Got it. And can I just sort of come back and just clarify Ivan, but in terms of your remarks with regards to what you're seeing in terms of consumer behavior trends, you're clearly seeing no down trading as things stand. Does that also mean, you've seen no change in the rate of up trading as we've moved through the back end of fiscal 2022 and perhaps into July? And overall, based on what you're seeing at the moment and your confidence in the agility of your business, are you confident you can deliver organic EBIT growth in 2023 within your midterm guidance range?
Yeah, I mean, we’ve reiterated our midterm guidance range, right? So on that in terms of growing profits slightly ahead of sales. Yeah, and we’ve seen us do that even through this tough period of high inflation. So we fully intend to do that. There's not been a dramatic and significant shift yet. Yeah, and also it's too early to call, we - there is strong consumer exuberance this summer, in America. The Jersey Shore is coming. By the way, this is what I spend all my time on. I talk to customers, I look at all the data, I talked to the distributors. To me, this is the critical difference factor for Diageo is really understanding the consumer and the shift, and being able to see them fast and execute against them faster than anyone else with flair and impact and investment. So, I mean, I'm consumed with it, because I love it. I mean, this is what I really follow very closely, and I say there's nothing I see right now.
To your point, I see the shifts in the price to category dynamics but four weeks also doesn't make a trend. So you have to really look at this and understand it. And when I was in the US last time, I visited a lot of retailers, and you've got pockets, I mean the multicultural urban America, you can see the pressure on categories like cognac, and even our syrup brands and certain DMAs in America, you see that coming through. But broadly, at the same time, you've got very strong momentum on high end tequila continuing in many parts of America. So we're all over it, and as of now and I certainly don't see, I mean, you only have to go back to the financial crisis and you potentially could see a bit of down trading for a few quarters, and/or the higher price tiers growing a little lower, but I mean that doesn't give us concern. And it's not going to cause us to change strategy or we're going to be - we feel really confident about our ability to steer through this effectively.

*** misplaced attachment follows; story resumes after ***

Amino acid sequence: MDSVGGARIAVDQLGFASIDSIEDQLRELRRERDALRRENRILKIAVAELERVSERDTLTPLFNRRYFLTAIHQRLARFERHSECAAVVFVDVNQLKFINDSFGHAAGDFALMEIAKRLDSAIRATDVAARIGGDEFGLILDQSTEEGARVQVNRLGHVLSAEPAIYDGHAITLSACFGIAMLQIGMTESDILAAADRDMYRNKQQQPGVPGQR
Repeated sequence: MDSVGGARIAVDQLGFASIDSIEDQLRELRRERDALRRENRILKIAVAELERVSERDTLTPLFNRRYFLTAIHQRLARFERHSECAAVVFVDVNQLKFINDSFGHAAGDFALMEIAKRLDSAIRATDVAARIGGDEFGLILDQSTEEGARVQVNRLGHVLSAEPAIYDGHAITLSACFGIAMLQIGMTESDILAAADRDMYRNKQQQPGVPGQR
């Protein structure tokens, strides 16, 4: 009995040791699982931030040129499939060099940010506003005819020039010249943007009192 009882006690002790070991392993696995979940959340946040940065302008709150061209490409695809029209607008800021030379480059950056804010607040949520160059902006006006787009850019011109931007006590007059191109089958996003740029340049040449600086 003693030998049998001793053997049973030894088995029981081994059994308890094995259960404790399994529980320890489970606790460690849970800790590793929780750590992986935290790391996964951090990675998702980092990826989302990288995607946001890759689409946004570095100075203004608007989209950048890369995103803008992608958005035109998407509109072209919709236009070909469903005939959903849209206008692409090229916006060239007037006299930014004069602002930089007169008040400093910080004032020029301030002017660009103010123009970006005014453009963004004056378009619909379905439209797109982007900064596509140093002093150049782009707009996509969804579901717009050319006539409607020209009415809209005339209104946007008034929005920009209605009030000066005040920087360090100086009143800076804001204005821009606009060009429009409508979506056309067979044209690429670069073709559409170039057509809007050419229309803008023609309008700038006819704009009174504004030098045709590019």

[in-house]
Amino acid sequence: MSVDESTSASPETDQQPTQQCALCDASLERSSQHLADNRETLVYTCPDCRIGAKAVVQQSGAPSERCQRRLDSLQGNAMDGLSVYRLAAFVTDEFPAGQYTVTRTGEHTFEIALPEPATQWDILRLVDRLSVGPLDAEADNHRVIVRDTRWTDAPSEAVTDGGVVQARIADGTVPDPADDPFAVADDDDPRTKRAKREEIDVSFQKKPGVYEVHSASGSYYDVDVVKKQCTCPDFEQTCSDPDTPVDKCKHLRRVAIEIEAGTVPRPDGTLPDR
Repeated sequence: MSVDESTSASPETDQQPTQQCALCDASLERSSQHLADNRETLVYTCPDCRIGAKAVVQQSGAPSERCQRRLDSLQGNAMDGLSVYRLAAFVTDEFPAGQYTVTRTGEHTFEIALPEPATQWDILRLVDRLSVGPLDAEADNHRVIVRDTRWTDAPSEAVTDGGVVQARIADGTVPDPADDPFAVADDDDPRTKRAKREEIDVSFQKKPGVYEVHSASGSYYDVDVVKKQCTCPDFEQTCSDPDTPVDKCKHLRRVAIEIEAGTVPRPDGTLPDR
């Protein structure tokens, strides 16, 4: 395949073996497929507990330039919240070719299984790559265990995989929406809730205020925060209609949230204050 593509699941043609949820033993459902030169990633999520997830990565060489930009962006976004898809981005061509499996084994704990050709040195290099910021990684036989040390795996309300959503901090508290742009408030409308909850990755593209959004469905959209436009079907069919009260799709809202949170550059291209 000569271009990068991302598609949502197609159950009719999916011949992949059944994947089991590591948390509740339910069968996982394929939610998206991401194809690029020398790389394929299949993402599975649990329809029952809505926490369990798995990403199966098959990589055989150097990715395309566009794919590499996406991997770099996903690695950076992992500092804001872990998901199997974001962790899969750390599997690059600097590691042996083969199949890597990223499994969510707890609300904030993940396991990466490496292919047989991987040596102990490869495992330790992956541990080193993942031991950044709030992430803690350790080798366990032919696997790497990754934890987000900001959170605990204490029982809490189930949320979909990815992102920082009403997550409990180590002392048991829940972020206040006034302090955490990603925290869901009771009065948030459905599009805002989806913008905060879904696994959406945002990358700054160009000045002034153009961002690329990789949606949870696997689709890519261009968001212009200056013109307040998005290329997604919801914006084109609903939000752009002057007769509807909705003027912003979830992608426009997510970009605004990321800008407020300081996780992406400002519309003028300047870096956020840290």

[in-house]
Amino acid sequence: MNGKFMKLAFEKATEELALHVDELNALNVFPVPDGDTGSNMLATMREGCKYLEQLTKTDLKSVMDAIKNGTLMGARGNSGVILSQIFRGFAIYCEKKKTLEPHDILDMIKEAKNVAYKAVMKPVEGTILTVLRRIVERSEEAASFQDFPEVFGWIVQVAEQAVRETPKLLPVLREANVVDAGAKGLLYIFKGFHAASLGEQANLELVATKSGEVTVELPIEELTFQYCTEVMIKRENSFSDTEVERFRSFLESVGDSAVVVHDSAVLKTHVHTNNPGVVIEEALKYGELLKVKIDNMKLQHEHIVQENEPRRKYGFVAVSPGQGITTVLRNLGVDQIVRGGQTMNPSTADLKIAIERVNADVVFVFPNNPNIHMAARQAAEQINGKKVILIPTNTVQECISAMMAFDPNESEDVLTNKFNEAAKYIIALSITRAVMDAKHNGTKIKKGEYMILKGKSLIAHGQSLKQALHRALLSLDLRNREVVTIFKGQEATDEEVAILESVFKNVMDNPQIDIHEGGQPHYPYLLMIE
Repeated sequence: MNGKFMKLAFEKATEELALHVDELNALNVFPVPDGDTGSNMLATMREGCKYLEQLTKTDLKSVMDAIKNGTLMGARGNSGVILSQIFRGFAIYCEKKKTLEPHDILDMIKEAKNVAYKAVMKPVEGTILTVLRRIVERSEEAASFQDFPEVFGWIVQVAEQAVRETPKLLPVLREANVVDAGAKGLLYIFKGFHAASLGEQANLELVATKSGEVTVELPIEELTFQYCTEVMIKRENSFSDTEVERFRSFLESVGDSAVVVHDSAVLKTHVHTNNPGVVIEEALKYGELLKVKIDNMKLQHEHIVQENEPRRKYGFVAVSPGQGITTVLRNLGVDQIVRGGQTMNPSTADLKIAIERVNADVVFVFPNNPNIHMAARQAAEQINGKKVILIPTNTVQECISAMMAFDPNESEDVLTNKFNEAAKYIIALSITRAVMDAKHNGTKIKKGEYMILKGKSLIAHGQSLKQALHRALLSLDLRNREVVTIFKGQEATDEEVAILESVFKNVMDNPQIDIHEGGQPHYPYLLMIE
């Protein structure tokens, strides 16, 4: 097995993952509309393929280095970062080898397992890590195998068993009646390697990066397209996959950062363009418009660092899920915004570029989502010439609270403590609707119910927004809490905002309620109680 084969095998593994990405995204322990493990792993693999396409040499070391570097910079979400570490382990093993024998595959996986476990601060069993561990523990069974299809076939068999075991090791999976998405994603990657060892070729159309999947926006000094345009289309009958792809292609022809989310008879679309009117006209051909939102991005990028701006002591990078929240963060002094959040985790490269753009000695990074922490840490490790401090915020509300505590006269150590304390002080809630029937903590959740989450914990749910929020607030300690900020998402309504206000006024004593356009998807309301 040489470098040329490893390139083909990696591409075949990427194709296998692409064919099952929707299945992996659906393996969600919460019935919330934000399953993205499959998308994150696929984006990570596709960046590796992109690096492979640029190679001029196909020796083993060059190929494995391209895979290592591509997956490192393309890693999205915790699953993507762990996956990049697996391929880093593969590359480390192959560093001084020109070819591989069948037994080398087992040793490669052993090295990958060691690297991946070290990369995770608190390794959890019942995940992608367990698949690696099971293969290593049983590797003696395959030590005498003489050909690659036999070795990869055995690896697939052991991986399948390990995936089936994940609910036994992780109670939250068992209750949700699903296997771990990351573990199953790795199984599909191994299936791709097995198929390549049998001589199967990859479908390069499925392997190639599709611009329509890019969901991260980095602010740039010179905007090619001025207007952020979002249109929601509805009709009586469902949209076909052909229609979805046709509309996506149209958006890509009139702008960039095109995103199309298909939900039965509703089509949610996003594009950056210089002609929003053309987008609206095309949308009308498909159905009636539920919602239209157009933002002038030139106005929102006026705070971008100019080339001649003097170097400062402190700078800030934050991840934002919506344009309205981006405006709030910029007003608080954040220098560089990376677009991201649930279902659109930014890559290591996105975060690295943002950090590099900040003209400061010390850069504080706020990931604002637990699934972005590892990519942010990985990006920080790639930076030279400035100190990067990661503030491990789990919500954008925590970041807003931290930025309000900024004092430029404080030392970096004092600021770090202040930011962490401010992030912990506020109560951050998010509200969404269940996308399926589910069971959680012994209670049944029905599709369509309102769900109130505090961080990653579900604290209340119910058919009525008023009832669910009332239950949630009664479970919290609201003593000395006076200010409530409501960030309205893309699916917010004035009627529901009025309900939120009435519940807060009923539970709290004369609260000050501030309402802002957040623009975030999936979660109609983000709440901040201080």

Brilliant, it’s very helpful. Thank you.
Thank you. Olivier Nicolai, Goldman Sachs, please go ahead.
Hi, good morning, Ivan, Lavanya. Just three question, please. Firstly, you've done some disposals in beer in Africa recently, first in Ethiopia and more recently in Cameroon. Is there any change of strategy in Africa and potentially more beer disposals to come as your spirits sales are becoming bigger? Secondly, on the US, very impressive growth overall, I've noticed, spirits related drink also grew by 18%. It's about 4% of your North America sales. Can you give us an idea of how big this category could become and how much a distribution gain this year to come in the US? And lastly, I mean, you partly answered that question before but Ivan, you were obviously running North America back in 2008, 2009 during the last recession. If the US does enter into a recession this year or next year, can you tell us how Diageo today is different from 12 years ago and the lessons you've learned from that last recession where you were running North America? And where do you see the risks for your business now, if any? Thank you very much.
Thank you, Olivier. Let me take the first and the third and Lavanya talk RTD. Yeah, our beer strategy is, as you know, we operate an asset like model in beer with the Guinness brand. And by the way, I could not be happier with the health of the Guinness brand. It's the strongest I’ve seen in my 25 years at Diageo, right across Europe, US and Africa. The actions you see us take, Ethiopia and Cameroon, is part of really getting an effective asset-light model and route to market around the world on how we build our beer business. And we - that is, it's a smart decision in terms of ensuring we still see good growth for Guinness in West Africa but we're going to do it through more capital, less capital intensive month. So no real change in our strategy, but delighted with the performance of Guinness, as you may have seen where we've announced a €200 million investment in Ireland to open a carbon neutral brewery. We need one more, we're out of capacity in Dublin. So remain positive about it.